In addition to managing the City's contracted curbside waste collection services (provided by Waste Management) and providing special recycling events, Kirkland's Solid Waste Division develops policies to reduce waste generation and improve recycling and composting in the city, as well as being involved in regional and state workgroups.
Under the 2019 King County Comprehensive Solid Waste Management Plan, Kirkland will need to work towards new goals.
- The plan establishes a target recycling diversion rate of 70%. Currently Kirkland’s combined single family, multifamily, and commercial recycling diversion rate is about 46%.
- Kirkland residents currently throw away about 7.8 pounds of material each week, while the plan’s waste disposal target would be 5.1 pounds.
- The plan also calls for lower waste generation, the total weight of waste each person produces (including trash, recycling and compost).
See the Solid Waste Program's 2020 work plan.
- By Kirkland ordinances, commercial and multi-family customers are required to have recycling capacity equal to their garbage capacity, and located next to each other where possible. Co-locating containers reduces the likelihood of contamination (garbage being put into recycling containers) and improves ease of recycling for employees and residents.
- Kirkland provides public containers for recycling in downtown Kirkland and at all neighborhood parks. Big Belly Solar Compactors are located throughout downtown.
- Compost service is available at no cost to qualifying businesses and multi-family properties. Multi-family residents that do not have on-site composting are able to compost food at our innovative public food scrap drop-off stations.
- In cooperation with student group The Tomorrow Project, the City ran a pilot public food scrap cart in fall 2019, evaluating how well a public food compost container would work in downtown Kirkland. Unfortunately, the public food scrap cart was contaminated with plastic items all four weeks of the pilot, so the cart was removed in mid October. Learn more about the pilot and see photos of the contamination.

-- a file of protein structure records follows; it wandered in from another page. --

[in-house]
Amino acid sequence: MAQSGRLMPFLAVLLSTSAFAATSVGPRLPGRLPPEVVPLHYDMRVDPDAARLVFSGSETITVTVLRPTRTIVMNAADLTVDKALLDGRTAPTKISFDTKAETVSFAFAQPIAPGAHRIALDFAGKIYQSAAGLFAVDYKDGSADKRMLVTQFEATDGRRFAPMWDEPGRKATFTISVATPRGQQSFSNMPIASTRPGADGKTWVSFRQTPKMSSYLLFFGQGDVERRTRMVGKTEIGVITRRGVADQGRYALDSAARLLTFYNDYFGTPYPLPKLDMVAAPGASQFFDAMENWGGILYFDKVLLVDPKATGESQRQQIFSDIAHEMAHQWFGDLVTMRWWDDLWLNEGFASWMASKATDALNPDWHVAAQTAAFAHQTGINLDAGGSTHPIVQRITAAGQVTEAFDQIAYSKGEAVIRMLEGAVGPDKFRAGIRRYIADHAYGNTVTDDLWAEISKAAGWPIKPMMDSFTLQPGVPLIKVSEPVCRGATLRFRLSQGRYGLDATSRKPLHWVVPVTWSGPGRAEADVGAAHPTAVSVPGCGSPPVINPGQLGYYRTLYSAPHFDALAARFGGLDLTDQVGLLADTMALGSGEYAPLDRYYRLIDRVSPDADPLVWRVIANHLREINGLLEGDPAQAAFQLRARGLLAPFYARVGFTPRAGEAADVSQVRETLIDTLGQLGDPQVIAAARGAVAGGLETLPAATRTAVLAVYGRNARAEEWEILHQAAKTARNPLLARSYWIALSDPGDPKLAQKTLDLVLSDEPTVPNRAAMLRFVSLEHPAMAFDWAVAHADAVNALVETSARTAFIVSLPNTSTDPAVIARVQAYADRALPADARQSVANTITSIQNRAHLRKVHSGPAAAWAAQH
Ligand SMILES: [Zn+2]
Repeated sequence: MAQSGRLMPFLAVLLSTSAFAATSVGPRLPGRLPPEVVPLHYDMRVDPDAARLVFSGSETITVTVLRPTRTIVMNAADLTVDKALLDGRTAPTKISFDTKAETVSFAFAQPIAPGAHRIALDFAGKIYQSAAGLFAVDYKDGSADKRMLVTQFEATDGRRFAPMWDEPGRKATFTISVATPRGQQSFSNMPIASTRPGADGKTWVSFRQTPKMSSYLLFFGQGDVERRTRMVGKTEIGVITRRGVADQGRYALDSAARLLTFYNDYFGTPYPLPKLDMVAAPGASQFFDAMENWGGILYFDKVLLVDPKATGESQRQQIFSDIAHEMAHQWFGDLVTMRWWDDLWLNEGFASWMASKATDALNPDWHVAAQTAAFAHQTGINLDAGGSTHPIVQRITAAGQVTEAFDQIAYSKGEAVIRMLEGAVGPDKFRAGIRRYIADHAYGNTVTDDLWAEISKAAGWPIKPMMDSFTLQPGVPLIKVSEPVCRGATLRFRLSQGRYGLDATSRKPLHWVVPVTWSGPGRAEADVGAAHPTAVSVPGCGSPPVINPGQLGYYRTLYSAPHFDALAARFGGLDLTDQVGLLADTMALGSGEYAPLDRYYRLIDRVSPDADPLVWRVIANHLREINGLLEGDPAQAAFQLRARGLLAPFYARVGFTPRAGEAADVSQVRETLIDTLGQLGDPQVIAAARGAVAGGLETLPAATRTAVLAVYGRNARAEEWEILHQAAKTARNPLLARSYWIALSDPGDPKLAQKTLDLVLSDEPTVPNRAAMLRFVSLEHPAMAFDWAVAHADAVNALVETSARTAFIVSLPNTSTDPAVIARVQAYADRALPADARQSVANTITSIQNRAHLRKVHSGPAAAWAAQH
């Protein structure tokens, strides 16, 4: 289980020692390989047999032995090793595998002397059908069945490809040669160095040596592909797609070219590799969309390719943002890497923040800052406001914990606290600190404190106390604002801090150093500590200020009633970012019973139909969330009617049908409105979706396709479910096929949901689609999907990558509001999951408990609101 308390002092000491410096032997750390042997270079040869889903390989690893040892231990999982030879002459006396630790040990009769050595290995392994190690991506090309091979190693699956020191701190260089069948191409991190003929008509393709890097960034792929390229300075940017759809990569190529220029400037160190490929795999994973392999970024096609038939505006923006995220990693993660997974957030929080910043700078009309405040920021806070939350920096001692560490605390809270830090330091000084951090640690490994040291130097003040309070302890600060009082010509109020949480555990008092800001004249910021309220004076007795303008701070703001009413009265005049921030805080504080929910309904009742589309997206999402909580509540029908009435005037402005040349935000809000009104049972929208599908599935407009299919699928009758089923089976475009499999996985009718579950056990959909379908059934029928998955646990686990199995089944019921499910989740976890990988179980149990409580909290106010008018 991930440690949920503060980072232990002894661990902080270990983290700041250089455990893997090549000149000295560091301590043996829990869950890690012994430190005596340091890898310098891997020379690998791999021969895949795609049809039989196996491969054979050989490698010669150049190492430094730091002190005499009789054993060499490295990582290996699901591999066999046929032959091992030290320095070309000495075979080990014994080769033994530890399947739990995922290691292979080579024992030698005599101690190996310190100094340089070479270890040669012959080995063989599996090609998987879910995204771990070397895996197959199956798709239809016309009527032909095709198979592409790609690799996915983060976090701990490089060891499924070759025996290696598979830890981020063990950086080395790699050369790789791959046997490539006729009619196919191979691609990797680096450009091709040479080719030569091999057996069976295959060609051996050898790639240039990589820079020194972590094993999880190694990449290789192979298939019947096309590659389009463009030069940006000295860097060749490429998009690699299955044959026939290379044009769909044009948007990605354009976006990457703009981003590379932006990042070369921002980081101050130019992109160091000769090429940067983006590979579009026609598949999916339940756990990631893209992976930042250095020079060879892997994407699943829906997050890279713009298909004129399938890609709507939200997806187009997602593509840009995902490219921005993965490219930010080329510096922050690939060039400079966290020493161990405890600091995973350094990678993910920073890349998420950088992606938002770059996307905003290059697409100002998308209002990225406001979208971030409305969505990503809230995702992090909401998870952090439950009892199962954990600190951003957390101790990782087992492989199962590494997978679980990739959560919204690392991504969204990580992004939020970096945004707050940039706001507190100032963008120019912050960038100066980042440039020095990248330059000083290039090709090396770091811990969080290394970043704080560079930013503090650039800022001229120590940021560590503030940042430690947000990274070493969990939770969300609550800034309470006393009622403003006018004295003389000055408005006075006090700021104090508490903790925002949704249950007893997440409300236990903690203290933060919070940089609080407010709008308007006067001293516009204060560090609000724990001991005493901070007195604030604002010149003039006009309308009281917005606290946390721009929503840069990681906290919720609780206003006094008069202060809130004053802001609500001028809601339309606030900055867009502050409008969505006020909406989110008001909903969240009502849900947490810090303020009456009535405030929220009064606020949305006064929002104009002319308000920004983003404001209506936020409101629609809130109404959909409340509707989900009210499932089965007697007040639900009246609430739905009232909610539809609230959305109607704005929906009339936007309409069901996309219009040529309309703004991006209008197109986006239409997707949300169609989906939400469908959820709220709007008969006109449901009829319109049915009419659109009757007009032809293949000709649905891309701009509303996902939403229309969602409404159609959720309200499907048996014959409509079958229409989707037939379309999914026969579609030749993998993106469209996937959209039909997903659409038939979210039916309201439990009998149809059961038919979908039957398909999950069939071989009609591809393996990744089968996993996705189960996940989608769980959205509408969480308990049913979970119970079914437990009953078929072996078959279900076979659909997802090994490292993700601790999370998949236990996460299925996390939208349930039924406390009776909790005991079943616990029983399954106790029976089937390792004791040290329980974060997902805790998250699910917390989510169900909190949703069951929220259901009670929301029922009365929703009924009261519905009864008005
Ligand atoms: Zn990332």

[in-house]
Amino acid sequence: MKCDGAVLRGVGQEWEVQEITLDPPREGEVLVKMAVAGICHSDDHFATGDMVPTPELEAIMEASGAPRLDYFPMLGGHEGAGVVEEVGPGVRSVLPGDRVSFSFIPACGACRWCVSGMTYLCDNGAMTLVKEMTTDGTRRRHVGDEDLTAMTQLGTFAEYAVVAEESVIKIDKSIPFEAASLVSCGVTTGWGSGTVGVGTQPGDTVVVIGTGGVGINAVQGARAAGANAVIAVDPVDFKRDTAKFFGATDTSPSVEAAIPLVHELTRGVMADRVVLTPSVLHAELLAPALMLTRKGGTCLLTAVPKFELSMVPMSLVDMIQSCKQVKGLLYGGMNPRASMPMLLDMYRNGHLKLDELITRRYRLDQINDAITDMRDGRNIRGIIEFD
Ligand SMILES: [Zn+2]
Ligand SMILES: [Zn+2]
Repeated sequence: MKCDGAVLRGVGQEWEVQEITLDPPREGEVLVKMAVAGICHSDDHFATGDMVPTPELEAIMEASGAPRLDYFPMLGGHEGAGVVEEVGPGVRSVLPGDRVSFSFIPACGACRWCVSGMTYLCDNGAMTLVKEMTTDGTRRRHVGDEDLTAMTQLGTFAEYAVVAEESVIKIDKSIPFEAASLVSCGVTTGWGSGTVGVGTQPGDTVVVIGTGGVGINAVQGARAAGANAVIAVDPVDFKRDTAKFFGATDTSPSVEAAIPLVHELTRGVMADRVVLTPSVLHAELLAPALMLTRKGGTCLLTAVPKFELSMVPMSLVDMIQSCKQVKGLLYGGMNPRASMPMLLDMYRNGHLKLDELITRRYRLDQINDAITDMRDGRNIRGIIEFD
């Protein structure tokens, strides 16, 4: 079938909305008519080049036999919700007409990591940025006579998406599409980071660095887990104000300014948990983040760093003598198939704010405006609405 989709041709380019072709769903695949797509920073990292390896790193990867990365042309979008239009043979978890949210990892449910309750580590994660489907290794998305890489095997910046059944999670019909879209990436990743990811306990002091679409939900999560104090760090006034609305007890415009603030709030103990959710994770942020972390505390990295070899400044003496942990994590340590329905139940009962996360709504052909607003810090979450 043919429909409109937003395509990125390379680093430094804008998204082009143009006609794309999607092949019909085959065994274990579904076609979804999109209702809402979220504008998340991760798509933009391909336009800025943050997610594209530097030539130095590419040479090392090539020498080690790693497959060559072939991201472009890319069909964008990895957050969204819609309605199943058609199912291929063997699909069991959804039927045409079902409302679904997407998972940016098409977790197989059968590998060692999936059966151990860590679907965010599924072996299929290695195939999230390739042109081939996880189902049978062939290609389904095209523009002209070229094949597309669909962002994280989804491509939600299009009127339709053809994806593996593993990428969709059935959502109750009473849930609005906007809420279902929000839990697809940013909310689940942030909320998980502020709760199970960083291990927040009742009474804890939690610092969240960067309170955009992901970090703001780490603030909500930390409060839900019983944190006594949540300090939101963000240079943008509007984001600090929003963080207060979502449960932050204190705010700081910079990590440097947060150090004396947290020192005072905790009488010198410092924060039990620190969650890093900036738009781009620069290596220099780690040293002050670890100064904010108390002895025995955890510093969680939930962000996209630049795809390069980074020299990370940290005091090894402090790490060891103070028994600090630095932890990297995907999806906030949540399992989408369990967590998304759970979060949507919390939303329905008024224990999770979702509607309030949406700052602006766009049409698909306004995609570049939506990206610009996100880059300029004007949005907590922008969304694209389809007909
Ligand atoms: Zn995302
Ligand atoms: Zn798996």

The City of Kirkland's plastic bag reduction policy is intended to reduce unnecessary plastic waste and encourage consumers to use reusable bags or reduce unneeded disposable bags.
Currently, staff are evaluating options for a potential policy related to single use food service ware. Staff prepared an Introductory Report on Single Use Food Service Ware Policies - March 2019 (pdf, 740kb) and presented it to Council during a study session to receive guidance on next steps. Staff are currently preparing a supplemental report.
Product stewardship is an environmental management strategy that means whoever designs, produces, sells, or uses a product takes responsibility for minimizing the product's environmental impact throughout all stages of the products' life cycle. Product stewardship programs exist in Washington for flurorescent lights, certain household electronics, and medicine, and are in development for paint. These programs provide better access for consumers to properly dispose of products that might otherwise have limited or challenging options.
Solid Waste staff participate on the Steering Committee of the Northwest Product Stewardship Council.
Kirkland supports and participates in regional solid waste policy planning efforts.
City Council has adopted the 2019 King County Comprehensive Solid Waste Management Plan. Under the plan, Kirkland’s residents and businesses have new recycling diversion, waste generation, and waste disposal targets to meet. (See page 33 of this pdf.) Kirkland is meeting some of the plan’s targets but others will require additional effort and resources to reach.
The plan establishes a target recycling diversion rate of 70%. Currently Kirkland’s combined single family, multifamily, and commercial recycling rate is about 46%. Kirkland residents currently throw away about 7.8 pounds of material each week, while the plan’s waste disposal target would be 5.1 pounds. The plan also calls for lower waste generation, the total weight of waste each person produces (including trash, recycling and compost).
Under the plan, a new transfer station will be sited and built somewhere in the northeast County service area. This service area includes the cities of Kirkland, Redmond, Woodinville, and Sammamish. Modern transfer stations offer recycling services and acceptance of difficult-to-recycle items such as appliances, mattresses, fluorescent tubes/bulbs, polystyrene, yard waste, and sharps. Once the new station is built, the Houghton Transfer Station will be closed. The King County-led transfer station siting process will include opportunities for public involvement and comment.